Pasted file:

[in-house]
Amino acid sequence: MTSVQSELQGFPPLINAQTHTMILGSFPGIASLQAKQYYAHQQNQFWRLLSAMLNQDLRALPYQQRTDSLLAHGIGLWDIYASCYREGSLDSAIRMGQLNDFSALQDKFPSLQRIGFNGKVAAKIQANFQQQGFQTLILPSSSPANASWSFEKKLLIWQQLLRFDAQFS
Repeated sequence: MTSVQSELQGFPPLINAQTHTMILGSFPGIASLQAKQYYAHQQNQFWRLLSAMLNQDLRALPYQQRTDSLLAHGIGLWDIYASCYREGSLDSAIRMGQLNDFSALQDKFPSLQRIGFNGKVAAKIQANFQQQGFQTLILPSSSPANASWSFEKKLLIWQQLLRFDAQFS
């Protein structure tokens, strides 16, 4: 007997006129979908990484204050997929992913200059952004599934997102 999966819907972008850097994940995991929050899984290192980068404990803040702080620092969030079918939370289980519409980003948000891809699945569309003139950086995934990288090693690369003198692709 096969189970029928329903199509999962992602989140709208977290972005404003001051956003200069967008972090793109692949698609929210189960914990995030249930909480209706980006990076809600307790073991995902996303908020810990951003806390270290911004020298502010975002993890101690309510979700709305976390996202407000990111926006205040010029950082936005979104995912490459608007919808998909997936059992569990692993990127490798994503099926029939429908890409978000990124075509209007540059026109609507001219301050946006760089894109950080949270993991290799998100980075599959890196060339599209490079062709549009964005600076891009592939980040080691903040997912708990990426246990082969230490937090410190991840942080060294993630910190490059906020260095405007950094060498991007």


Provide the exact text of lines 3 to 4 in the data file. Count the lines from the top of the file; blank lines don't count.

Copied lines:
Repeated sequence: MTSVQSELQGFPPLINAQTHTMILGSFPGIASLQAKQYYAHQQNQFWRLLSAMLNQDLRALPYQQRTDSLLAHGIGLWDIYASCYREGSLDSAIRMGQLNDFSALQDKFPSLQRIGFNGKVAAKIQANFQQQGFQTLILPSSSPANASWSFEKKLLIWQQLLRFDAQFS
């Protein structure tokens, strides 16, 4: 007997006129979908990484204050997929992913200059952004599934997102 999966819907972008850097994940995991929050899984290192980068404990803040702080620092969030079918939370289980519409980003948000891809699945569309003139950086995934990288090693690369003198692709 096969189970029928329903199509999962992602989140709208977290972005404003001051956003200069967008972090793109692949698609929210189960914990995030249930909480209706980006990076809600307790073991995902996303908020810990951003806390270290911004020298502010975002993890101690309510979700709305976390996202407000990111926006205040010029950082936005979104995912490459608007919808998909997936059992569990692993990127490798994503099926029939429908890409978000990124075509209007540059026109609507001219301050946006760089894109950080949270993991290799998100980075599959890196060339599209490079062709549009964005600076891009592939980040080691903040997912708990990426246990082969230490937090410190991840942080060294993630910190490059906020260095405007950094060498991007």